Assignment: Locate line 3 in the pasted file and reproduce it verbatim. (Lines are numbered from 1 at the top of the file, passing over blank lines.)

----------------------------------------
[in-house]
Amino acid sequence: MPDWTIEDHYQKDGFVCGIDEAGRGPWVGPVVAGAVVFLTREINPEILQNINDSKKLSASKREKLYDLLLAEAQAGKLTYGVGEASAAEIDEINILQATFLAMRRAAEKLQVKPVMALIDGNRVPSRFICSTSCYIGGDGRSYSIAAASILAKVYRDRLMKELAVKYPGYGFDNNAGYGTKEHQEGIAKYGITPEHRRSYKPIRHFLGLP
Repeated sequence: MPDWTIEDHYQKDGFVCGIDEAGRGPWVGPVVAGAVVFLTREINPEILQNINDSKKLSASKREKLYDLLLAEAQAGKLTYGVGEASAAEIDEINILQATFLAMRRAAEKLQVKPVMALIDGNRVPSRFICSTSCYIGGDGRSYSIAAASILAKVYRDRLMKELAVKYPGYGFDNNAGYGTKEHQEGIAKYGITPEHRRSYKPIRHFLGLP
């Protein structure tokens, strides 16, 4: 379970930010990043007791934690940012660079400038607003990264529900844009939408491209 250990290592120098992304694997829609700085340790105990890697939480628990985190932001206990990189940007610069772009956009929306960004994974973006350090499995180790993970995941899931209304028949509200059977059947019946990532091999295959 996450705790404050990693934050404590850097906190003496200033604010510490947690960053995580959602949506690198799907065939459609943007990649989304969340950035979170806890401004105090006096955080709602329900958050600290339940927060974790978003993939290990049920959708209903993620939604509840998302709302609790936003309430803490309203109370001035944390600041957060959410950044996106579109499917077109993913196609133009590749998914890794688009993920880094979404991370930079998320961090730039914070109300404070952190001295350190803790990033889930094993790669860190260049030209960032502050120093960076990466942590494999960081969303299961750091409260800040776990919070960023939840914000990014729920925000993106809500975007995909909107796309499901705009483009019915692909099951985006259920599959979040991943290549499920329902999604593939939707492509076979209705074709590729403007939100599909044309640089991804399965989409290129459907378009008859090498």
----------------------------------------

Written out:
Repeated sequence: MPDWTIEDHYQKDGFVCGIDEAGRGPWVGPVVAGAVVFLTREINPEILQNINDSKKLSASKREKLYDLLLAEAQAGKLTYGVGEASAAEIDEINILQATFLAMRRAAEKLQVKPVMALIDGNRVPSRFICSTSCYIGGDGRSYSIAAASILAKVYRDRLMKELAVKYPGYGFDNNAGYGTKEHQEGIAKYGITPEHRRSYKPIRHFLGLP